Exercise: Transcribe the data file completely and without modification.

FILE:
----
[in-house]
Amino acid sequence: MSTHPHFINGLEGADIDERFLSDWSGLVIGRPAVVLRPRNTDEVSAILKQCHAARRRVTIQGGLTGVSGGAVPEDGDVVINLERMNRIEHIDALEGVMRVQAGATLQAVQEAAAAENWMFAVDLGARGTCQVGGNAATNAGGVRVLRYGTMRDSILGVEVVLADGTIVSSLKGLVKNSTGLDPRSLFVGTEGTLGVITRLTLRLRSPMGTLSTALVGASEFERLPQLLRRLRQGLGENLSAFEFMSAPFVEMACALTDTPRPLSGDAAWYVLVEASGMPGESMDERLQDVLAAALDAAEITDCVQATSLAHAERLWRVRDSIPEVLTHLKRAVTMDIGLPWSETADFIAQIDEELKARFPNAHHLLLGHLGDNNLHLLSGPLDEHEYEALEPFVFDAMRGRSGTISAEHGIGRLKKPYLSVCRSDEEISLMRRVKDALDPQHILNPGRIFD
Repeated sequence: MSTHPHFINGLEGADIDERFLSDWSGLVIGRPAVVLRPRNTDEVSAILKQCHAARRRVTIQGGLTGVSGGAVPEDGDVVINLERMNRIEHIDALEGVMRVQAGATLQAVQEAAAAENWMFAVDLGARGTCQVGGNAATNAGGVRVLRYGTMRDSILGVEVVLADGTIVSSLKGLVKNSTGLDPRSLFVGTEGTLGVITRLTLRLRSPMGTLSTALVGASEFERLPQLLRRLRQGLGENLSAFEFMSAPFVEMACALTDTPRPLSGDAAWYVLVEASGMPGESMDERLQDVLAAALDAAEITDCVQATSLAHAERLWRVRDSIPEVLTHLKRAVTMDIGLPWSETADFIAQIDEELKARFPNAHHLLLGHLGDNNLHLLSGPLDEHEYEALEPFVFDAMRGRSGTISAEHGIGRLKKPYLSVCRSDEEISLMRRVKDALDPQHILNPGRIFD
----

[in-house]
Amino acid sequence: MSTHPHFINGLEGADIDERFLSDWSGLVIGRPAVVLRPRNTDEVSAILKQCHAARRRVTIQGGLTGVSGGAVPEDGDVVINLERMNRIEHIDALEGVMRVQAGATLQAVQEAAAAENWMFAVDLGARGTCQVGGNAATNAGGVRVLRYGTMRDSILGVEVVLADGTIVSSLKGLVKNSTGLDPRSLFVGTEGTLGVITRLTLRLRSPMGTLSTALVGASEFERLPQLLRRLRQGLGENLSAFEFMSAPFVEMACALTDTPRPLSGDAAWYVLVEASGMPGESMDERLQDVLAAALDAAEITDCVQATSLAHAERLWRVRDSIPEVLTHLKRAVTMDIGLPWSETADFIAQIDEELKARFPNAHHLLLGHLGDNNLHLLSGPLDEHEYEALEPFVFDAMRGRSGTISAEHGIGRLKKPYLSVCRSDEEISLMRRVKDALDPQHILNPGRIFD
Repeated sequence: MSTHPHFINGLEGADIDERFLSDWSGLVIGRPAVVLRPRNTDEVSAILKQCHAARRRVTIQGGLTGVSGGAVPEDGDVVINLERMNRIEHIDALEGVMRVQAGATLQAVQEAAAAENWMFAVDLGARGTCQVGGNAATNAGGVRVLRYGTMRDSILGVEVVLADGTIVSSLKGLVKNSTGLDPRSLFVGTEGTLGVITRLTLRLRSPMGTLSTALVGASEFERLPQLLRRLRQGLGENLSAFEFMSAPFVEMACALTDTPRPLSGDAAWYVLVEASGMPGESMDERLQDVLAAALDAAEITDCVQATSLAHAERLWRVRDSIPEVLTHLKRAVTMDIGLPWSETADFIAQIDEELKARFPNAHHLLLGHLGDNNLHLLSGPLDEHEYEALEPFVFDAMRGRSGTISAEHGIGRLKKPYLSVCRSDEEISLMRRVKDALDPQHILNPGRIFD